Date: Wed, 15 Mar 2000 02:23:22 -0500
From: Michael Upton 
Subject: 'Kemikoski' - Conoco

I just received the latest 12" by Vladislav Delay, recording under the
name Conoco. It's called 'Kemikoski', out on the label Sigma Editions.
It's probably the initial buzz talking, but I'd say right now that this is
the best release by him that I've heard.

If you've heard Vladislav Delay material before, this is in a similar
style to 'Ele' or 'Entain', but gets more clattery and percussive. That
said, it never brings in a regular kick or does anything remotely
approaching techno.

One thing I love about his stuff is that it's minimalism, but in the sense
that the music is minimal in _movement_ not minimal in _material_. It's
not a whole series of loops going around and around, with just subtle
shifts in timbre. There are many different ideas coming and going in each
track, and sometimes it's actually quite busy, it just develops at an
incredibly slow pace.

In trying to write a track by track run down I've found that so many of
the sounds I wanted to describe couldn't be explained easily. Also, there
really is so much different stuff coming and going that it's hard to
encapsulate all that happens in any track. Oh well... here goes nothing.

'Koski' is one damn long track, probably somewhere around 20 minutes (I
wasn't timing) building around a weird, irregular bass tone and some very
distant pads. A lot of the percussive layers coming through sound to me
like echoes which then hiccup. Like if instead of an old tape-based echo
box there was somehow a vinyl one, and the needle was jumping.

Side B has the more percussive tracks, but the percussion is still a bunch
of twisted noises, nothing even approximating traditional drum kit sounds.
'Keppi' has a more explicit dub thing going on, with muted reverb drenched
clattering and very Pole-like echoing chords. I can definitely imagine
anyone who liked the Kit Clayton stuff on ~scape or Mimic and the Model
really enjoying this, without it really sounding like that at all.

'Ventola' is my fave. The lolloping percussion rolls around in the
background in a way that reminds me of 'Nautical Nuba' by Porter Ricks.
However, once again, it's way more rhythmically irregular than Chain
Reaction comparisons might suggest, and would never EVER be considered
techno. Even the percussion track I'm thinking of soon gets swamped by a
series of loud cracks and glitches, right up front. The track gives way to
big sustained synth chords, right up front, while a distorted wall of
delay feedback roars away in the background. Still, even the synth sounds
aren't safe from the glitch factor, and soon enough all the frequencies
are being wrenched all over the show before regaining some sanity for a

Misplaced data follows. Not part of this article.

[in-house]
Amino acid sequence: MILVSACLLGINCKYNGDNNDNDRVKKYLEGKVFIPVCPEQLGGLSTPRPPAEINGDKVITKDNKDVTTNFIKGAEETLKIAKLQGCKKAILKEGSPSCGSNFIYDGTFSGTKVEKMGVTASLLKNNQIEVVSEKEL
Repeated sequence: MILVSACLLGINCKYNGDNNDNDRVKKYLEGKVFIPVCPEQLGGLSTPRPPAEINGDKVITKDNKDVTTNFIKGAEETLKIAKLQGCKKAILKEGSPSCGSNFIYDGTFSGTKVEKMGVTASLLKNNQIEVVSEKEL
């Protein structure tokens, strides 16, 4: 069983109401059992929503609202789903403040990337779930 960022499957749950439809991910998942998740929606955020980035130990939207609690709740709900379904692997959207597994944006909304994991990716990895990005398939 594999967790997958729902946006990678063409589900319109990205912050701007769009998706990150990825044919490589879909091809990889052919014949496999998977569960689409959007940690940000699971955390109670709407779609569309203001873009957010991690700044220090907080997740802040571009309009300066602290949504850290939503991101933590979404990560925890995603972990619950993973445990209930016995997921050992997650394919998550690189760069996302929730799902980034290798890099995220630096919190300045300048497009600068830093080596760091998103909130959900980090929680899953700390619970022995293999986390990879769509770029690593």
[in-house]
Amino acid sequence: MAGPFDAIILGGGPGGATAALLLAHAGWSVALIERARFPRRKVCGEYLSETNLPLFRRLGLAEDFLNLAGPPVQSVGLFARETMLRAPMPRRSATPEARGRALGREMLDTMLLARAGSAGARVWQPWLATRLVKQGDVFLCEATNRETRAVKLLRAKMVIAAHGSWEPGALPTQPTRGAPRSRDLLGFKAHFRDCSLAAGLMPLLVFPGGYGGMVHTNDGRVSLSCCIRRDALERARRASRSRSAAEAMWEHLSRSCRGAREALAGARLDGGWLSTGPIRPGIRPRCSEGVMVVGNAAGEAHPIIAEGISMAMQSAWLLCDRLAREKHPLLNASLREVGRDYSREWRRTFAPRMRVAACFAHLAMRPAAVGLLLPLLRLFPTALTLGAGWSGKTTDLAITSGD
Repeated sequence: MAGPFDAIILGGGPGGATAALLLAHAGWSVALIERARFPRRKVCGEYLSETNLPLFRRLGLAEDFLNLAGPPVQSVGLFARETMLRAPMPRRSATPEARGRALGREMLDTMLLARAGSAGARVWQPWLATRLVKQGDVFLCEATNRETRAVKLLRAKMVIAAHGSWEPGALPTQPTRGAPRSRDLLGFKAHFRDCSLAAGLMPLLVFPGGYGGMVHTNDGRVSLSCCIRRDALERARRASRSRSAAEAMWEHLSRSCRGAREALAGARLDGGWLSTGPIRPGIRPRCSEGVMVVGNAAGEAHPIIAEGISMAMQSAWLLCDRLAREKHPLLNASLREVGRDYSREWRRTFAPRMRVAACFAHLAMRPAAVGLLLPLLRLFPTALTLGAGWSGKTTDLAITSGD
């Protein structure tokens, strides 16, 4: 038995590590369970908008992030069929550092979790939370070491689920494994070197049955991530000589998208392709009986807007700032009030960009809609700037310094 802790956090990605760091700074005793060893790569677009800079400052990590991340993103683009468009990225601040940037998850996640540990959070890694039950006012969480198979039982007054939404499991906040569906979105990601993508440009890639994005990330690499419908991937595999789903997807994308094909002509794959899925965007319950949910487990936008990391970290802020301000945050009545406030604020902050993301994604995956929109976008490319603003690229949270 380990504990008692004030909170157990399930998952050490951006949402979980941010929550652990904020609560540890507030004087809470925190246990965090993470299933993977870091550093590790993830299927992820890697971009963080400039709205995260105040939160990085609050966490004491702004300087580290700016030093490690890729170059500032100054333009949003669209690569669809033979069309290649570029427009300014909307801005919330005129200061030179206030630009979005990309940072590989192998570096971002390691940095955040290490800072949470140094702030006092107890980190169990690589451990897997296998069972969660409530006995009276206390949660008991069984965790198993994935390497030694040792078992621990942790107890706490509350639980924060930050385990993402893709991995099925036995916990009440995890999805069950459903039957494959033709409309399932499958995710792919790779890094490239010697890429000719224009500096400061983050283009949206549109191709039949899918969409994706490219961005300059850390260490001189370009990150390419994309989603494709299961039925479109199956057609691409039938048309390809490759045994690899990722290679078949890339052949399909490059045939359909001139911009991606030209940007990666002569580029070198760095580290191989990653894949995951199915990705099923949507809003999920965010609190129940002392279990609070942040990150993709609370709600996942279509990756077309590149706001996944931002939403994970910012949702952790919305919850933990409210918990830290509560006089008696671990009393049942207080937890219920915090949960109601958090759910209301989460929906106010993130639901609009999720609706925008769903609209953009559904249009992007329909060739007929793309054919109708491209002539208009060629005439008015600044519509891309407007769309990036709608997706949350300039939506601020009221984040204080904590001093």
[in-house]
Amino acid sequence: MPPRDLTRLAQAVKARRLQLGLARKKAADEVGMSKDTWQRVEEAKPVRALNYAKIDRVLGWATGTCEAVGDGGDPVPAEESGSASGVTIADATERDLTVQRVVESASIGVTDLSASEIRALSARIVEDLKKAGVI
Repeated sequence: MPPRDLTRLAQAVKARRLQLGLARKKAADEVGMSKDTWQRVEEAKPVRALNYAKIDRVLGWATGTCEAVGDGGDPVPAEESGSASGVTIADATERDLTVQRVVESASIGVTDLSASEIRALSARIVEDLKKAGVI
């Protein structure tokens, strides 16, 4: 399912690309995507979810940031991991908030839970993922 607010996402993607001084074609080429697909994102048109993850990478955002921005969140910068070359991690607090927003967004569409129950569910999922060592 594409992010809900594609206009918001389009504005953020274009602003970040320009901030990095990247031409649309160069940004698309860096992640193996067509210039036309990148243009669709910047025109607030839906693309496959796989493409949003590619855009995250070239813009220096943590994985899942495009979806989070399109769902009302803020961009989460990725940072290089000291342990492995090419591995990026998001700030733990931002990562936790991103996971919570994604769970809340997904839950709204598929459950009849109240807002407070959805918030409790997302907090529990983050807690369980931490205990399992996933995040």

gentle fade out.


PS. I tried to avoid writing this review without the word "glitch", but

Jet Jaguar MP3s


(writer unknown:)

CONOCO: Kemikoski (SIGMA007) LP

The tracks Koski and Keppi, in particular, share many of the same
interests that Delay explored with 'Ele', from the length of the tracks,
20 and 16 minutes respectively, to their methods of construction. These
two tracks hint at consistent beats more than they hold them and when the
rhythm is allowed to solidify its deconstruction begins again almost

Delay's refusal to "ground" the music could be seen as an attempt to
evade the hypnotism of techno and the refusal to leave the music free
enough to float, an attempt to evade the dreamy and disinterested
listening state encouraged by ambient music. As with 'Ele' a strong dub
influence is evoked by the immersive quality of the delay soaked sounds.

With Ventola Delay's concerns shift towards those of 'The Kind of Blue
EP' and to a lesser extent his 1999 release on Chain Reaction. Here a
jaunty and jaundiced techno is experimented with. If techno has been
typified by a kind of health, an ease of production, listenability and
danceability (the proliferation of minimal techno in recent years would
seem to support this view) then it is only natural that some producers are
embracing an unhealthy state where even the most basic tenets of techno
are repeatedly attacked and weakened. Delay is certainly among the
"techno" producers who show little regard (or is it, in fact, the highest
regard?) for the tradition of techno. The tradition is used as the base
for formulating the parameters of an experimentalism that necessarily
calls for the negation of that tradition. An outright dismissal of
everything developed within the tradition would be as senseless as an
uncritical acceptance of it and it is for this reason that even in this
"impoverished" form it still resembles, and warrants the name, techno.